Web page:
In early 2018, global conservation scientist Nick Pilfold and his team of biologists deployed a set of camera traps throughout the bushlands of Loisaba Conservancy in Laikipia in the hope of capturing on film a black leopard sighting. After months of waiting, they managed to shoot rare footage of the scarce black leopard.
“Since childhood I have been fascinated by stories of black panthers. For me, no animal is shrouded in more mystery, no animal more elusive, and no animal more beautiful. For many years they remained the stuff of dreams and of far-fetched stories told around the campfire at night. Nobody I knew had ever seen one in the wild and I never thought that I would either. But that didn’t stop me dreaming…” said the blog of Will Burrard-Lucas, who shot the images.
Leopards are listed as critically endangered on the International Union for Conservation of Nature’s Red List of Threatened Species. This particular leopard is pitch black as a result of melanism, a gene mutation that causes the over-production of pigment. It has rosette patterns on its body, which are visible on the infrared imagery used at night.
“The opposite of albinism, melanism, is the result of a gene that causes a surplus of pigment in the skin or hair of an animal so that it appears black,” National Geographic states on its website.
“Melanism occurs in about 11% of leopards globally, but most of these leopards live in South-East Asia,” Pilfold told CNN.
They spotted the juvenile female travelling with a larger, normally coloured leopard, presumed to be her mother.
“Coincidentally, our observations are very close to where the fantasy Marvel comic country of Wakanda is suggested to be located,” Pilford marvelled.
Nothing here to ‘discover’
Despite the fact that it is highly unlikely that there have not been sightings by locals in the area, and even given that the National Geographic website clearly stated, “Melanistic leopards have been reported in and around Kenya for decades, but scientific confirmation of their existence remains quite rare,” publications still reported this sighting as a “unique” instance.
“African black leopard photographed for the first time in over 100 years, scientist says,” CNN reported.
“Black leopard spotted in Africa for first time in 100 years,” National Geographic announced.
“Ultra-rare black leopard is photographed for the first time in 100 years in Africa,” the Daily Mail trumpeted.
The claim has caused great controversy and riled up Kenyans on social media, who found it the slap in the face that it was.
It's important we say this, @willbl took amazing,never seen before images of a #blackpanther.Kenyans living in areas with wildlife population have spotted black Leopards many times (we coexist with wildlife). The white media claim of first sighting in 100 years is pure nonsense. pic.twitter.com/WxiOJAe4mH
— Boniface Mwangi (@bonifacemwangi) February 13, 2019
— Boniface Mwangi (@bonifacemwangi) February 13, 2019
Burrard-Lucas has since posted an update on his blog, saying, “For clarification, I am not claiming that these are the first photos of a black leopard taken in Africa. I do, however, believe that they are the first high-quality camera trap photographs. The headline “First in 100 years” is derived from a quote attributed to scientists from San Diego Zoo stating that my images, in combination with their video footage, constitute the first scientific documentation of such a creature in Africa in nearly a century.”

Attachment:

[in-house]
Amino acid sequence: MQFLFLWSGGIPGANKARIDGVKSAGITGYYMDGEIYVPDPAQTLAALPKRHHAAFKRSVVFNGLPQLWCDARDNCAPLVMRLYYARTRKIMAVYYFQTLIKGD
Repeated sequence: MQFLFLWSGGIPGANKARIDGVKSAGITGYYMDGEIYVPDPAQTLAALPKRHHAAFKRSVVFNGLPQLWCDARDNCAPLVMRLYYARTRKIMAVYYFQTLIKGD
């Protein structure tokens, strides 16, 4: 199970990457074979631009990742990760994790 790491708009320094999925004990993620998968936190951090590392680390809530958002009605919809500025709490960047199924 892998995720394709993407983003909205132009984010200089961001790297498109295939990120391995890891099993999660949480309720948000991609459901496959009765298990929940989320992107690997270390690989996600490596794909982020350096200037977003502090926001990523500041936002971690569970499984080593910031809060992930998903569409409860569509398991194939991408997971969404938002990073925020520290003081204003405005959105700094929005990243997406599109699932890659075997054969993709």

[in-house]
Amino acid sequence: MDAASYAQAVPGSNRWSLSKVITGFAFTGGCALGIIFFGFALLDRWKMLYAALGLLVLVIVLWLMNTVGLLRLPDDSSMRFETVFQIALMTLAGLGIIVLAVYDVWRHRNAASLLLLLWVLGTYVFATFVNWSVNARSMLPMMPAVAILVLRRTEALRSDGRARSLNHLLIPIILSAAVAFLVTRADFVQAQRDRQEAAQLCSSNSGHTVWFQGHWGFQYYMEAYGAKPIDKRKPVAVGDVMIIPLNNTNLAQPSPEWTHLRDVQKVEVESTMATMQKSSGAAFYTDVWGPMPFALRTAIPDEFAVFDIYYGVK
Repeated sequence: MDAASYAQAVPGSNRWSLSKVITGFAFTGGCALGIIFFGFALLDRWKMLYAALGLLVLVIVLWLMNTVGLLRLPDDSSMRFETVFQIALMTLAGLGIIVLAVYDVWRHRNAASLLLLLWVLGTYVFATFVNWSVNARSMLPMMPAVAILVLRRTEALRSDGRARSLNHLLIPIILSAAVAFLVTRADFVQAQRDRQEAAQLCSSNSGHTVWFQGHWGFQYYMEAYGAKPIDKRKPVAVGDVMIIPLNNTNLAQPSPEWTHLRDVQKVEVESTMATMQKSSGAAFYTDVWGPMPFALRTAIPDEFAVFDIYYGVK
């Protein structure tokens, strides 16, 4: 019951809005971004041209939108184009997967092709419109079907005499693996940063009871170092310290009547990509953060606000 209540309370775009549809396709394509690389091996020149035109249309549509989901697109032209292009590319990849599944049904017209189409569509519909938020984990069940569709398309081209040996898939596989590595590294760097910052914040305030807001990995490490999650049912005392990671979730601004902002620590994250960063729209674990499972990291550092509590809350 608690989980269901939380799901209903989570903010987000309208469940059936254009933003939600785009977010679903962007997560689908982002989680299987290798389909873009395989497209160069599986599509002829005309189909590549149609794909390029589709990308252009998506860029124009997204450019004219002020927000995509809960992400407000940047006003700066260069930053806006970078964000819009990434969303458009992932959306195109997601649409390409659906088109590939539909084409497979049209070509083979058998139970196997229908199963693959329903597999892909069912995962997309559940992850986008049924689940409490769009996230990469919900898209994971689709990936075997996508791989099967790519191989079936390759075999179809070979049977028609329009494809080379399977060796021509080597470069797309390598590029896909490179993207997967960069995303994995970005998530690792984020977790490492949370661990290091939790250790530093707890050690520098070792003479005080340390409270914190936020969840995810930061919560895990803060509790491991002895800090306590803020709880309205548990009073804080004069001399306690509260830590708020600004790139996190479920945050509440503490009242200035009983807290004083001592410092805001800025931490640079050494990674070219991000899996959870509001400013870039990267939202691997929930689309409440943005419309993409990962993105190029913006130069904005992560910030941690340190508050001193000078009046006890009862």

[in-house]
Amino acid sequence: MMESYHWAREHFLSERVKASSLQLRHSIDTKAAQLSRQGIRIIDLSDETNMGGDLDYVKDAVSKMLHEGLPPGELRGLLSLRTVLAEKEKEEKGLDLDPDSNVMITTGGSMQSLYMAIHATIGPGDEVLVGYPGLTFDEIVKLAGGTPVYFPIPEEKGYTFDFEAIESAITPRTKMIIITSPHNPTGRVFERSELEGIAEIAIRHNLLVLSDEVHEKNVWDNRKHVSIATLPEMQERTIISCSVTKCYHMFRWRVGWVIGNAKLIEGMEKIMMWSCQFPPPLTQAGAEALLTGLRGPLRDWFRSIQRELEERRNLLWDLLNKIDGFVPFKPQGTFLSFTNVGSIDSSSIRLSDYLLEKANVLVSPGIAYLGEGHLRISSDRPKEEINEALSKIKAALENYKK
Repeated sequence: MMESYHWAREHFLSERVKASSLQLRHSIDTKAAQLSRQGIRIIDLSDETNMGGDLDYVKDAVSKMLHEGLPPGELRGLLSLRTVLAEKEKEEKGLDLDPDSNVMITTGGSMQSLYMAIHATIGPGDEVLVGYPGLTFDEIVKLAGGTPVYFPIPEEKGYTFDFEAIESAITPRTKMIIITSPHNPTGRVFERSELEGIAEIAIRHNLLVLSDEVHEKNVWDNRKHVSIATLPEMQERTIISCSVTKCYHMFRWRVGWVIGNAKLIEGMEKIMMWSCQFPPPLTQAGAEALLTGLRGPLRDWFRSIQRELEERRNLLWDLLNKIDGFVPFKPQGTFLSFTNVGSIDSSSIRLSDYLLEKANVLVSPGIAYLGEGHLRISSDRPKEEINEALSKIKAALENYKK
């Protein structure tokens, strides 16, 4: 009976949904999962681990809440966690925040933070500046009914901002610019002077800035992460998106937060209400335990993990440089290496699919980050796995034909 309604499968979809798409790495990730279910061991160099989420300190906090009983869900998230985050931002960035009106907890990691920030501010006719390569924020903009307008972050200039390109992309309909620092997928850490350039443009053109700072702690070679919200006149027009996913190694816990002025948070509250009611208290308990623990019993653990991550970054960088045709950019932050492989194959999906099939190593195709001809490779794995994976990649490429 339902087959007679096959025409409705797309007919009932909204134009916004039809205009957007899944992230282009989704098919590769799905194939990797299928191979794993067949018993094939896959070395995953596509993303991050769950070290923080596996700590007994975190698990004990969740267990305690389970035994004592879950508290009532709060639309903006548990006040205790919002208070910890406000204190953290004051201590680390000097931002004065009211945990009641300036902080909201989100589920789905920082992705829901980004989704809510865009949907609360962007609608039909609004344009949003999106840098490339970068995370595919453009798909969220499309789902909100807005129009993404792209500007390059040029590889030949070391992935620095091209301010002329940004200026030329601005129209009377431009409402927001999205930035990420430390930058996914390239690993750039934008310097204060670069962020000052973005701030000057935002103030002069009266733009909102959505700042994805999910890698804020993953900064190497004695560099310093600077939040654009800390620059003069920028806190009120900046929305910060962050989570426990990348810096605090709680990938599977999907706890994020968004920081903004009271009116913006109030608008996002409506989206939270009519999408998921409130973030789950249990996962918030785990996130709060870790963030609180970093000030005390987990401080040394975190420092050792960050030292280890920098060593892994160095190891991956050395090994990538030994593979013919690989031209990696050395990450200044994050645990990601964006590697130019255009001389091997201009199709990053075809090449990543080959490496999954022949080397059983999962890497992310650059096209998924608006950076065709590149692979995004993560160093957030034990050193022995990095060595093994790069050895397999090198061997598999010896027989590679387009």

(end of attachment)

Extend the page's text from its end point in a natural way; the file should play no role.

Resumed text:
The white gaze
According to The Guardian, “the white gaze” is a phrase that resonates in black American literature. Writers from WEB Du Bois to Ralph Ellison, James Baldwin and Nobel Laureate Toni Morrison have discussed it at length.
Morrison once said, “Our lives have no meaning, no depth without the white gaze. And I have spent my entire writing life trying to make sure that the white gaze was not the dominant one in any of my books.”
“It takes courage for a black person to speak to a white world, a world that can render invisible people of color, unless they begin to more closely resemble white people themselves – an education, a house in the suburbs, a good job, lighter skin,” Stan Grant writes in The Guardian’s article.
The concept of the white gaze is used to reflect the black American experience in white America, but it can easily be compared to the Western narrative of Africa and how the world views the “dark continent”. Africa has been molded into a civilisation so in need of intervention that the West has rationalised its continuous plunder. Not only does the world validate the exploitation of Africa’s people, it agrees to strip it of its resources, it fetishises its culture, sensationalises its death and discredits its discoveries.
Africa has been molded into a civilisation so in need of intervention that the West has rationalised its continuous plunder.
Even though oral tradition has upheld Africa’s societal norms and values for millennia, the reported sightings of the black panther by locals over the decades did not count as fair indication of their existence until they were validated using Western mediums of documentation.
The reported sightings of the black panther by locals did not count as fair indication of their existence until they were validated using Western mediums of documentation.
Oral tradition has been proven a reliable source as African non-literate societies have from time immemorial used the oral mode. Oral tradition is an integral part of the transmission of their history, customs, traditions and folklore as one generation taught another.
Begging the question: Why was oral tradition not validation enough for further study before now? Why did it take a white saviour’s dream to “confirm” local accounts and turn the world into believers?